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Tuesday, May 13, 2008

G8 talks take up labor inequalities, green role


Staff writer

NIIGATA — The Group of Eight industrialized nations must place more emphasis on a better work-life balance when drafting employment policies, Health, Labor and Welfare Minister Yoichi Masuzoe said Monday at a G8 conference on labor.

Government labor representatives from Japan, the United States, Britain, France, Germany, Italy, Canada and Russia attending the three-day conference in Niigata began discussing global labor issues, including ways to rectify regional inequalities.

"I have always believed it is important to focus on individual workers and not place too much attention on external frameworks, such as markets and systems," Masuzoe said in an opening speech.

In the Monday morning session, the G8 government officials detailed how their countries are coping with aging populations, according to Yoko Kamikawa, state minister for gender equality, who attended the meeting.

The French delegation said it is imposing higher taxes on companies that pressure senior employees into taking early retirement and slapping financial penalties on firms that fail to rectify gender gaps in wages, Kamikawa told reporters.

In Canada, the participation of women and the elderly in the workforce is particularly important because the nation is facing a labor crunch amid a brisk economy, Kamikawa reported.

In the afternoon session, the participants discussed measures the governments should take to support the socially disadvantaged, including the so-called working poor, according to a labor ministry official who briefed reporters.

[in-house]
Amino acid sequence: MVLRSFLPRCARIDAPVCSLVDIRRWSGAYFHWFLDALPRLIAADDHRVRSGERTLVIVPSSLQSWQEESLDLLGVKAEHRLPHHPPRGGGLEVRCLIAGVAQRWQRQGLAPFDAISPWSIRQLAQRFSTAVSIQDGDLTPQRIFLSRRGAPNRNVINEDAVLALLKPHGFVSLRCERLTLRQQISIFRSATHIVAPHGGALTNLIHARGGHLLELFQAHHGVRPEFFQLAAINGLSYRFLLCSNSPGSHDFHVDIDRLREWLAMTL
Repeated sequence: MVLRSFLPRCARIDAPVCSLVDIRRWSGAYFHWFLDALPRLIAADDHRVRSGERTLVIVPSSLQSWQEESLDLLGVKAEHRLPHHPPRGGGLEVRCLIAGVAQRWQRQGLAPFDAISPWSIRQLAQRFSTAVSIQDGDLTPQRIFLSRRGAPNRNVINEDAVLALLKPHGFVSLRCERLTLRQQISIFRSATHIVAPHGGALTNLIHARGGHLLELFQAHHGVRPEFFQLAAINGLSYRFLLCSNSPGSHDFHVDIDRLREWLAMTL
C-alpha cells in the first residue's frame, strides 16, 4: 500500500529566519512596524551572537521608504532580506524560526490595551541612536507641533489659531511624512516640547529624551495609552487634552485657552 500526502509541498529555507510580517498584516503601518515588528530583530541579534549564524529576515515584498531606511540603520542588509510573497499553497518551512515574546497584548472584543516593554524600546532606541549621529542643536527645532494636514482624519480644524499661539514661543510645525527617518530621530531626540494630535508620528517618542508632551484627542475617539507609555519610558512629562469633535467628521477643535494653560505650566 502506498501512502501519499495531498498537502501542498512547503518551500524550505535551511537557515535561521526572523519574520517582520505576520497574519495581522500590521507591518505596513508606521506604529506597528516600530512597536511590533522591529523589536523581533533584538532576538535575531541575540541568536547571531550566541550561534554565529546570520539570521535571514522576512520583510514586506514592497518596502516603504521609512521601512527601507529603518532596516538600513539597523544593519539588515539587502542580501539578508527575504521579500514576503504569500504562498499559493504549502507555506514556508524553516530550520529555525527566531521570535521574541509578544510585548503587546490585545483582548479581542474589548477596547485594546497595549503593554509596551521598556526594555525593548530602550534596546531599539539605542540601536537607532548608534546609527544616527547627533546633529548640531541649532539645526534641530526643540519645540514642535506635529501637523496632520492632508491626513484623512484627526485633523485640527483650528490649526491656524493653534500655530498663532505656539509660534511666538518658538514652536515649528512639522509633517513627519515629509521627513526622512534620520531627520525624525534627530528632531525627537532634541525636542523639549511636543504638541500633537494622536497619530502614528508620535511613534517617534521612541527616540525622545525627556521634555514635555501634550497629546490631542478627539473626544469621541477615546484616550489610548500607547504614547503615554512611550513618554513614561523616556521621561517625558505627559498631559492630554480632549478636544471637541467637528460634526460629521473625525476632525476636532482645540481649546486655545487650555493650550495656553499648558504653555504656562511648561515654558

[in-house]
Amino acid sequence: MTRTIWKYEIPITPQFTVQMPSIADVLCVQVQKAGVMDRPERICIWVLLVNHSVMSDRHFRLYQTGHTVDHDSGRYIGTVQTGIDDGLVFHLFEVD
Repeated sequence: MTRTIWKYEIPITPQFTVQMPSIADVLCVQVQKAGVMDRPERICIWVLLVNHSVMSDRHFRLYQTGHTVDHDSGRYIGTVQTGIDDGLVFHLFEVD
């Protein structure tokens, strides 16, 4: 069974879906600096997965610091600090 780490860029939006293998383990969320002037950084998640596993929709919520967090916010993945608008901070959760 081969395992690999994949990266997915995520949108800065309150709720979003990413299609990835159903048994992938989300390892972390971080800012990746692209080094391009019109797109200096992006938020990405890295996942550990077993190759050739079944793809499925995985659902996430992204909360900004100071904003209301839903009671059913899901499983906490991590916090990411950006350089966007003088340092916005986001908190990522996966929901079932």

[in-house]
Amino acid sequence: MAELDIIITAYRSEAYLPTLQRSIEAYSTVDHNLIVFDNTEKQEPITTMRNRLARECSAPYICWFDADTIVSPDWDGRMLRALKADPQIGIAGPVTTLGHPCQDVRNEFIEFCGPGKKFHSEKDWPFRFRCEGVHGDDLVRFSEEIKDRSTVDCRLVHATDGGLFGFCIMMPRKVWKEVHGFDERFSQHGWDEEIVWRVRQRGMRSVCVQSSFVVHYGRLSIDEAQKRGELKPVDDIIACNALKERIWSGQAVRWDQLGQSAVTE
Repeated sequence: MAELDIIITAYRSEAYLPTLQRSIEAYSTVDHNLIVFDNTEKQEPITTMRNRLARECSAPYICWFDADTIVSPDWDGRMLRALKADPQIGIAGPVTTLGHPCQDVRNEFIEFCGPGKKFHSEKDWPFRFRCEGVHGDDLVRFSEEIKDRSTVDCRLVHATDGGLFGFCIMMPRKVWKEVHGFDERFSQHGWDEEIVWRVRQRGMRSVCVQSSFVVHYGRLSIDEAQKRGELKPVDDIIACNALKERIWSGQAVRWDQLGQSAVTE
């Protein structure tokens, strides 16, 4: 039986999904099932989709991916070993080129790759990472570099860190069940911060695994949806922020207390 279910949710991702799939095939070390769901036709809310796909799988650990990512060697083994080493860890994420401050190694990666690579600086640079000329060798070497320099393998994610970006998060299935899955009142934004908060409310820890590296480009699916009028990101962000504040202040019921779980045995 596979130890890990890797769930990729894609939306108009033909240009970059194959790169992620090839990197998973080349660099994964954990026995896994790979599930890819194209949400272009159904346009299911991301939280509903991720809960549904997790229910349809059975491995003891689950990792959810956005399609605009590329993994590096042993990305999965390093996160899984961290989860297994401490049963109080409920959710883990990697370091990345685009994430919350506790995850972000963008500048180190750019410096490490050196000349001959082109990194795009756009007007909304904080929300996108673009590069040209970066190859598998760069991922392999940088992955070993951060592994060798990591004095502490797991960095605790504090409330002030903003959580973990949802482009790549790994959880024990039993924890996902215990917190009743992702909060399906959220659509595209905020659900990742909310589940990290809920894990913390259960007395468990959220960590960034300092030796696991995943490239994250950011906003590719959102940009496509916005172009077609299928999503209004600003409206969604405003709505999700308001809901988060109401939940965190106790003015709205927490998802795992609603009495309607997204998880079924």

Some participants asserted that providing unemployment benefits to those out of work for a long time tends to discourage them from finding a job, the official said, asking not to be named.

One participant touched on immigrants, saying they often have little choice but to take up low-wage jobs, the official said.

"Although immigrant workers have yet to be a big issue in Japan, they are likely to be so in the future," Masuzoe was quoted as saying by the official.

On Sunday, the government delegates held talks with business and union representatives to discuss labor issues.

But an evening news conference held by the three sides brought into sharp relief the conflict between management and unions in Japan on the issue of temporary workers.

Tsuyoshi Takagi, president of the Japanese Trade Union Confederation (Rengo), strongly criticized a proposal compiled by the OECD's Business and Industry Advisory Committee that called for further deregulation of the use of temporary workers.

"They say there are people who want to be temporary workers (instead of full-timers) and that regulations should be eased," Takagi said. "But most of the workers are not happy being temps."

In the past decade, Japanese companies tended to hire temporary workers over full-timers to reduce costs, forcing workers especially in the younger generations to work at lower wages.

As these workers grow older, they find themselves stuck in the workplace without a specific skill, making it difficult to find full-time jobs.

"I don't mean to argue" publicly with Takagi at a news conference, said Shoichiro Suzuki, vice chairman of the board of councilors of the Japan Business Federation (Nippon Keidanren), adding, however, that companies need to increase their competitiveness amid globalization, and thus the labor market needs more flexibility.



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